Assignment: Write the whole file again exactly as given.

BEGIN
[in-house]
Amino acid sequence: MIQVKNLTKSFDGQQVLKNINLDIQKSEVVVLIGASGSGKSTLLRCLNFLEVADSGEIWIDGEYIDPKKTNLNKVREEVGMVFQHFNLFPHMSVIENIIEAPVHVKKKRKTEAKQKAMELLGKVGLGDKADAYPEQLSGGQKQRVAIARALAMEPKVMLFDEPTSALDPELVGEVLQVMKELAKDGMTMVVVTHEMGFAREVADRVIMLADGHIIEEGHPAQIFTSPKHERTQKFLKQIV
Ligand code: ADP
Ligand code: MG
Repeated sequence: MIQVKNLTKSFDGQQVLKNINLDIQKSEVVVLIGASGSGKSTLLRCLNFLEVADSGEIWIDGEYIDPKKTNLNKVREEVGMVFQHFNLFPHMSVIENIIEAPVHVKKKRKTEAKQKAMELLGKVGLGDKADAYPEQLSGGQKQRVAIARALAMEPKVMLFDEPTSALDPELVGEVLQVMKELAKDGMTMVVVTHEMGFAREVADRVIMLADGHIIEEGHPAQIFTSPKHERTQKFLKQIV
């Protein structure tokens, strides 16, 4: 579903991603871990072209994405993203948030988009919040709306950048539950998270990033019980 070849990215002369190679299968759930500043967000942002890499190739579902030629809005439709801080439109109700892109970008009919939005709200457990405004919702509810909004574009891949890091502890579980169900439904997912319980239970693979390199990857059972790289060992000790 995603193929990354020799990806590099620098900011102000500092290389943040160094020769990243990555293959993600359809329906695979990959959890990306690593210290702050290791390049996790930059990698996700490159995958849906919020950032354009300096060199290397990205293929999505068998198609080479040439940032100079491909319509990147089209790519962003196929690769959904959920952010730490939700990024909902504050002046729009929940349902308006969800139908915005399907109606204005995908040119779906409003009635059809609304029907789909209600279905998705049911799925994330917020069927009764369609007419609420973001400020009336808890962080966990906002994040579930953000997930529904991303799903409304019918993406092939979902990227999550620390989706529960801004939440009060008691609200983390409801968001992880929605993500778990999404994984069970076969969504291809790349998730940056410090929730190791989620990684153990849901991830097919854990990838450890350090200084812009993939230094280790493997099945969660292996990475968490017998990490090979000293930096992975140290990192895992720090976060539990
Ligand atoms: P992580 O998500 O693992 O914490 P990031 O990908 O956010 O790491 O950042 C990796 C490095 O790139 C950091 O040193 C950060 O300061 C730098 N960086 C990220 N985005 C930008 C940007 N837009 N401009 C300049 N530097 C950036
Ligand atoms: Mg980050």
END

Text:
[in-house]
Amino acid sequence: MIQVKNLTKSFDGQQVLKNINLDIQKSEVVVLIGASGSGKSTLLRCLNFLEVADSGEIWIDGEYIDPKKTNLNKVREEVGMVFQHFNLFPHMSVIENIIEAPVHVKKKRKTEAKQKAMELLGKVGLGDKADAYPEQLSGGQKQRVAIARALAMEPKVMLFDEPTSALDPELVGEVLQVMKELAKDGMTMVVVTHEMGFAREVADRVIMLADGHIIEEGHPAQIFTSPKHERTQKFLKQIV
Ligand code: ADP
Ligand code: MG
Repeated sequence: MIQVKNLTKSFDGQQVLKNINLDIQKSEVVVLIGASGSGKSTLLRCLNFLEVADSGEIWIDGEYIDPKKTNLNKVREEVGMVFQHFNLFPHMSVIENIIEAPVHVKKKRKTEAKQKAMELLGKVGLGDKADAYPEQLSGGQKQRVAIARALAMEPKVMLFDEPTSALDPELVGEVLQVMKELAKDGMTMVVVTHEMGFAREVADRVIMLADGHIIEEGHPAQIFTSPKHERTQKFLKQIV
């Protein structure tokens, strides 16, 4: 579903991603871990072209994405993203948030988009919040709306950048539950998270990033019980 070849990215002369190679299968759930500043967000942002890499190739579902030629809005439709801080439109109700892109970008009919939005709200457990405004919702509810909004574009891949890091502890579980169900439904997912319980239970693979390199990857059972790289060992000790 995603193929990354020799990806590099620098900011102000500092290389943040160094020769990243990555293959993600359809329906695979990959959890990306690593210290702050290791390049996790930059990698996700490159995958849906919020950032354009300096060199290397990205293929999505068998198609080479040439940032100079491909319509990147089209790519962003196929690769959904959920952010730490939700990024909902504050002046729009929940349902308006969800139908915005399907109606204005995908040119779906409003009635059809609304029907789909209600279905998705049911799925994330917020069927009764369609007419609420973001400020009336808890962080966990906002994040579930953000997930529904991303799903409304019918993406092939979902990227999550620390989706529960801004939440009060008691609200983390409801968001992880929605993500778990999404994984069970076969969504291809790349998730940056410090929730190791989620990684153990849901991830097919854990990838450890350090200084812009993939230094280790493997099945969660292996990475968490017998990490090979000293930096992975140290990192895992720090976060539990
Ligand atoms: P992580 O998500 O693992 O914490 P990031 O990908 O956010 O790491 O950042 C990796 C490095 O790139 C950091 O040193 C950060 O300061 C730098 N960086 C990220 N985005 C930008 C940007 N837009 N401009 C300049 N530097 C950036
Ligand atoms: Mg980050």